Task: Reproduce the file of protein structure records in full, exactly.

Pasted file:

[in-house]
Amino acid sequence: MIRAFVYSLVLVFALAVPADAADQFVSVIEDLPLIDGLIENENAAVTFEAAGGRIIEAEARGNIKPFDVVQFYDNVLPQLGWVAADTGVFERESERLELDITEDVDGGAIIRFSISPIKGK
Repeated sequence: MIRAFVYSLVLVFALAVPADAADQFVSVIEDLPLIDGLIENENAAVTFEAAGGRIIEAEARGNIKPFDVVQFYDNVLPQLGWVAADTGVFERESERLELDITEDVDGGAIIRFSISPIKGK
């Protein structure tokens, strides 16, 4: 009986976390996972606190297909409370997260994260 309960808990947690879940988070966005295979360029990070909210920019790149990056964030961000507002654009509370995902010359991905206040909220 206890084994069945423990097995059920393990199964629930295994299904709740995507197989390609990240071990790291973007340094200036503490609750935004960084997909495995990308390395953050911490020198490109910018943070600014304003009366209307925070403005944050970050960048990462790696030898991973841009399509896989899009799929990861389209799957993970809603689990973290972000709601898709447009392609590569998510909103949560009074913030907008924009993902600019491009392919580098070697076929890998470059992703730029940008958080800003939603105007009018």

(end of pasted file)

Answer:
[in-house]
Amino acid sequence: MIRAFVYSLVLVFALAVPADAADQFVSVIEDLPLIDGLIENENAAVTFEAAGGRIIEAEARGNIKPFDVVQFYDNVLPQLGWVAADTGVFERESERLELDITEDVDGGAIIRFSISPIKGK
Repeated sequence: MIRAFVYSLVLVFALAVPADAADQFVSVIEDLPLIDGLIENENAAVTFEAAGGRIIEAEARGNIKPFDVVQFYDNVLPQLGWVAADTGVFERESERLELDITEDVDGGAIIRFSISPIKGK
């Protein structure tokens, strides 16, 4: 009986976390996972606190297909409370997260994260 309960808990947690879940988070966005295979360029990070909210920019790149990056964030961000507002654009509370995902010359991905206040909220 206890084994069945423990097995059920393990199964629930295994299904709740995507197989390609990240071990790291973007340094200036503490609750935004960084997909495995990308390395953050911490020198490109910018943070600014304003009366209307925070403005944050970050960048990462790696030898991973841009399509896989899009799929990861389209799957993970809603689990973290972000709601898709447009392609590569998510909103949560009074913030907008924009993902600019491009392919580098070697076929890998470059992703730029940008958080800003939603105007009018």